I knew everyone in class and the teachers were always the same each week. The consistency was so important as it always made me feel so comfortable. There was never something that made me feel I didn’t want to be there.
I’ve been really fortunate to have been involved in performing with so many great organisations, and it’s never easy to move on. But leaving DN Dance was especially difficult, I remember coming in on my last day, it was so emotional. I still miss it today.
(Laura) – The main word for me is “family”. It felt like a big family. I was always made to feel welcome, you could tell Chloe just loved going to DNDance.
(Chloe) – Well, I left DN Dance to go to The Dance School of Scotland in Glasgow, after being offered a musical theatre course. Half of the week is in normal classes mixed with the rest of the school, and the other half is musical theatre in the dance school where I learn singing, acting and dancing. Now that I’m studying three disciplines I don’t do as much dancing as I used to. I still do Jazz and ballet, but not so much tap these days.
(Laura) – Chloe decided to defer a school year and go into The Dance School at S3 – Preparatory Theatre. She will be there for four years. She stays there during the week. This has taken some adjustment on the family as Chloe is only home at weekends, but it has definitely been worth it for her.
It is quite a tough process to get in to The Dance School. They only take a small number of people each year who fit their profile. Only 7 people got selected from Chloe’s year, and last year only 4 people got selected.
(Chloe) – Surprised. I really wasn’t expecting to get in because they don’t take very many people each year. I knew I had done a lot of dancing, but I wasn’t as confident at the singing and acting.
(Laura) – We were extremely proud of Chloe getting a place, she doubted herself but she earned her place and deserves to be there.
How do you overcome you nerves?
(Chloe) – Well, I just go for it. I have a mindset of ‘this is what I’m doing, just go for it’. I have to consciously tell myself to overcome the mental barrier.
(Laura) – When watching her on stage, you would never think she was lacking in confidence.
(Chloe) – It’s hard in some ways because I’ve had to get used to being around people all the time and not having my own space. But it helps in other ways getting to know my surroundings, also learning how to get on with different types of people. It’s forced me to become more independent.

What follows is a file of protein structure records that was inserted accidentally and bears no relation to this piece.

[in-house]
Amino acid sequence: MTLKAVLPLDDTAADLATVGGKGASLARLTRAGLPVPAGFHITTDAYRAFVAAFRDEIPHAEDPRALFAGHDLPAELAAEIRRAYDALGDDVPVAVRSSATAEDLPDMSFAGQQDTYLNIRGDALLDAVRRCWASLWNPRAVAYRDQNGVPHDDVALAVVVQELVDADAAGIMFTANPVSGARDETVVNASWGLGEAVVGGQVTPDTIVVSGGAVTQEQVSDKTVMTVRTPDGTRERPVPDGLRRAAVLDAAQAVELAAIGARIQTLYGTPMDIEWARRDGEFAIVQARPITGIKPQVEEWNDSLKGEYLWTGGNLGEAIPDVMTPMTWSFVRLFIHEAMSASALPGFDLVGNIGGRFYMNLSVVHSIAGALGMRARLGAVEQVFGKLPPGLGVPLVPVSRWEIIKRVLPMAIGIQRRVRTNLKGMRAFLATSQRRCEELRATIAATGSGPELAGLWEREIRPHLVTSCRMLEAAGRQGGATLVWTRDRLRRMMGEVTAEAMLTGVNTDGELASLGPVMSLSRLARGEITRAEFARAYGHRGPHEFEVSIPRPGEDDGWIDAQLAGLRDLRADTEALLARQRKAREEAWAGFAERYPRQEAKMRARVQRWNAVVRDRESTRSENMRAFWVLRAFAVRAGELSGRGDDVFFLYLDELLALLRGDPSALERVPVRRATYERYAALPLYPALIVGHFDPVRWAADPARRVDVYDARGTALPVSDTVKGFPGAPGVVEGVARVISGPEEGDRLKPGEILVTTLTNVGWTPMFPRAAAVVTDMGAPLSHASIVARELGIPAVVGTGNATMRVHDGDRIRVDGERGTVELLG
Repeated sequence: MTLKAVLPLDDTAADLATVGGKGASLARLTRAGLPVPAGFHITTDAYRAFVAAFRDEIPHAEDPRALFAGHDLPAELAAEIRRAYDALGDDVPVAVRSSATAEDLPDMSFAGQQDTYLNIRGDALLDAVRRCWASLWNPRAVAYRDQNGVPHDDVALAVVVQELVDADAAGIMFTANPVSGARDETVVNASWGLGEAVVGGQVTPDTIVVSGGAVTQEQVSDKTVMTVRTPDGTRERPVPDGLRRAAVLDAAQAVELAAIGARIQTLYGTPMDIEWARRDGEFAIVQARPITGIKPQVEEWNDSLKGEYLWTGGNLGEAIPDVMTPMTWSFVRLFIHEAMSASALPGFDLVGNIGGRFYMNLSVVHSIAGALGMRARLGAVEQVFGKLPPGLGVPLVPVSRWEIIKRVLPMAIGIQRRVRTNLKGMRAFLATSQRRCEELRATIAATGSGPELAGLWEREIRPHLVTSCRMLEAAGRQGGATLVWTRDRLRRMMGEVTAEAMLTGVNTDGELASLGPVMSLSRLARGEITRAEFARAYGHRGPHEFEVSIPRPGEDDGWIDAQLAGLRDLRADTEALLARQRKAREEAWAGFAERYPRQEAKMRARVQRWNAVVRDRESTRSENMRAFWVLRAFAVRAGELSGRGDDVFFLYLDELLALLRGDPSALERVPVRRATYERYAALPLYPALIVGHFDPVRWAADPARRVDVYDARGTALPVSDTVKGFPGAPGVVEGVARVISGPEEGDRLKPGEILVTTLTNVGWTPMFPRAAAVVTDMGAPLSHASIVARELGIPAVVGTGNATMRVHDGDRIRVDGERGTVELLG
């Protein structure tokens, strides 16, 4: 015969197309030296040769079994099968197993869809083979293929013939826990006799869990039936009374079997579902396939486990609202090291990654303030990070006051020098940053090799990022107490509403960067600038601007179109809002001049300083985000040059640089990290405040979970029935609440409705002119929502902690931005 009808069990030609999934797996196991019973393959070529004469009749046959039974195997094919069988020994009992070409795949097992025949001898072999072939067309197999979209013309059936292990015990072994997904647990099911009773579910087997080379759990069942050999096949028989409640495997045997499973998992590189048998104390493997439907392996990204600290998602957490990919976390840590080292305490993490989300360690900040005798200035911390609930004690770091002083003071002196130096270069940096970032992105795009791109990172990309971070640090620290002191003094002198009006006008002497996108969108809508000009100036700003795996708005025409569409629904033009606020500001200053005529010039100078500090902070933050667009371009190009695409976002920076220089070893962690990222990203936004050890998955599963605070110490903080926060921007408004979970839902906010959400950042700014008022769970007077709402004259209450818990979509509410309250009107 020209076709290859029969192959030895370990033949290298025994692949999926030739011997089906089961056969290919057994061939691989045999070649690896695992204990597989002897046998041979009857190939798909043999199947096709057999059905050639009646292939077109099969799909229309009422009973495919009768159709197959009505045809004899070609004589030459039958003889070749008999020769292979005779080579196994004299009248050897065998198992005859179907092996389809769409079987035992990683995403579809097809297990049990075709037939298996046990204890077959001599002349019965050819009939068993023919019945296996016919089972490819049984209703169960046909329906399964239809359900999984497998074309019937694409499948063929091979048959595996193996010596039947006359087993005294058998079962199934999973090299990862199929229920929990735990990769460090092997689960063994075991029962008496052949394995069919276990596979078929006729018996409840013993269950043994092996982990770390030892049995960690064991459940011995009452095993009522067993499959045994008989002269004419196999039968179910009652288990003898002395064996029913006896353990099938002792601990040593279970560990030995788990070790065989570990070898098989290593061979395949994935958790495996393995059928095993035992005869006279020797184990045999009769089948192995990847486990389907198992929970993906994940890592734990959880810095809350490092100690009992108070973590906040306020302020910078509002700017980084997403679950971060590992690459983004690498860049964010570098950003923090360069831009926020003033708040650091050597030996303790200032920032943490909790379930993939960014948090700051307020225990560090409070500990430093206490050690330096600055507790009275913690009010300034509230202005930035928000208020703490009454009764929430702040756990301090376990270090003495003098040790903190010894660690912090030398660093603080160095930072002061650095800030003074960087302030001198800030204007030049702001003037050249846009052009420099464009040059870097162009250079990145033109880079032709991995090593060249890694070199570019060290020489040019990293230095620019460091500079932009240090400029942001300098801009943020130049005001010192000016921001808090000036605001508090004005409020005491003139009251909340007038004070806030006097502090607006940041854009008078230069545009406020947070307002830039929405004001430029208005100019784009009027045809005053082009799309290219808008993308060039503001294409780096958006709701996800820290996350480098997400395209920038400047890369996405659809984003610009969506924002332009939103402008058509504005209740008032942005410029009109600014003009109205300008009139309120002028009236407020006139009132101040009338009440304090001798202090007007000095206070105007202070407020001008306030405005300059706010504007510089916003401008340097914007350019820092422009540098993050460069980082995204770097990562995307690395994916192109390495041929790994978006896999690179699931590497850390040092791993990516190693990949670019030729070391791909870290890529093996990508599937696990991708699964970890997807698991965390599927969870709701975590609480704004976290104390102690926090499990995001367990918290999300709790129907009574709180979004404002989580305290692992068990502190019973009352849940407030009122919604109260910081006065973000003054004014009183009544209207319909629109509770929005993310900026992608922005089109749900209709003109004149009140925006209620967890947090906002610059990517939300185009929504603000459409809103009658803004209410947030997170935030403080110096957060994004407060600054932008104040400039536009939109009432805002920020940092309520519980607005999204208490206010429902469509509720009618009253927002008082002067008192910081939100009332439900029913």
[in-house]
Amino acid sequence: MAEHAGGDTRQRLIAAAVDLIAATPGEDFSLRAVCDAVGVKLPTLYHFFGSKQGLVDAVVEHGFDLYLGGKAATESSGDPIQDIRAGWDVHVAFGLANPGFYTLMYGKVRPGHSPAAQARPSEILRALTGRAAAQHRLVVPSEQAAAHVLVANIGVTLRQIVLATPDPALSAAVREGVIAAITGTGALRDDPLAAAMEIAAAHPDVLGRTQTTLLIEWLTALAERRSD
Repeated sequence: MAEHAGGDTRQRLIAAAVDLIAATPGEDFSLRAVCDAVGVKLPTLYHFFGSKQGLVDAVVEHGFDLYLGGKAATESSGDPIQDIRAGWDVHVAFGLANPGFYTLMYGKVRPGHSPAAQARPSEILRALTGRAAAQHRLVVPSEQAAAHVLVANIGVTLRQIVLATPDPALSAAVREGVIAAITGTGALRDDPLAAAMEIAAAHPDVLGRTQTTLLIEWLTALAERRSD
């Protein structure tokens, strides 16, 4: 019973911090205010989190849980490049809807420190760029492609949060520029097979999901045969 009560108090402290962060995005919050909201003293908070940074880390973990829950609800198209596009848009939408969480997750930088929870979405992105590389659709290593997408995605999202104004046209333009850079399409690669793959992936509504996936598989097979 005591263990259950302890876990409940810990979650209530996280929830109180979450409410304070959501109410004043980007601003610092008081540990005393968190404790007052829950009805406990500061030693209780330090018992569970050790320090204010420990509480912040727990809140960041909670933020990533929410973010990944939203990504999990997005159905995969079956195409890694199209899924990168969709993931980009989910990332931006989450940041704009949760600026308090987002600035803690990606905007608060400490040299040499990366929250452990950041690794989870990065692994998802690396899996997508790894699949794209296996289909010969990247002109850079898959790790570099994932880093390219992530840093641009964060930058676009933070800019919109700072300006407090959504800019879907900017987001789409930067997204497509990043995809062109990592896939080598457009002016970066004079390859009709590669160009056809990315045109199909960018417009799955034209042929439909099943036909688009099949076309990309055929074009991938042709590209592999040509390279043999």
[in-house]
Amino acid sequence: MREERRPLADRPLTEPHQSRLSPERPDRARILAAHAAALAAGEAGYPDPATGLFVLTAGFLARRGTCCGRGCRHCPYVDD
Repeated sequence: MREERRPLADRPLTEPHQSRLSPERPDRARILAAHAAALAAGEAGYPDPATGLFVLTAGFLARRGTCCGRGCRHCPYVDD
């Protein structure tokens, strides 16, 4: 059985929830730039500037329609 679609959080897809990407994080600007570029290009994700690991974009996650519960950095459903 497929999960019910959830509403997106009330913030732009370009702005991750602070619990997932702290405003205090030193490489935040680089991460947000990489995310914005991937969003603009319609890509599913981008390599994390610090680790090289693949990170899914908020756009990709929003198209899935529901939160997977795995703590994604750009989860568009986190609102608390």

(Laura) – The residential is brilliant as there is 24-hour care, so I know that she is safe. But they are also expected to look after themselves so she’s becoming more independent every day. It’s like a stepping stone into what life would be like at university or professional college.
What are your biggest achievements since moving on to college?
(Chloe) – Learning to live with people. Learning how to be more independent. Learning to relax a little bit more and just get on and do things. I used to take things so seriously, now I’ve learned to let myself enjoy things a bit more.
(Laura) – As a person, she has become more confident, she’s grown up. Watching her gain her independence, much more now. That’s been my proudest moment as a parent.
What are your future career aspirations and goals?
(Chloe) – I’d love to go to a professional college in London. I’d love to perform on the West End at lease once, but so long as I am performing, I’d be happy. Then after I perform, I want to do some directing. I’d also love to do some choreography, to see my vision and creation being danced on stage would be amazing.
Our DN Dance students who are thinking of their own next steps, will be looking up to you and how progress in your career. How does that make you feel?
(Chloe) – It’s really nice but also scary to think that people would be looking up to me. I hadn’t thought about it before. But I’m also watching them to see how they get on; particularly the girls who were in the competition team with me. Seeing how all the girls are developing and where they are going to end up is so interesting. It’s also lovely when I see them at events and workshops, as they react to me like I’m still one of them. It’s a special feeling.
(Laura) – The parents all keep in touch through social media which is lovely. They will send you very supportive messages when they see things on Facebook or Instagram, and I do the same when I see them. The whole experience has been very positive both for Chloe and for me as a parent.
Having started dancing quite late by usual standards, Chloe is an example of how hard work and dedication can take you as far as you want to go. It was a real pleasure chatting to Chloe and Laura. We’ll be watching with anticipation as Chloe progresses in her training and we’re super excited to see where her career takes her.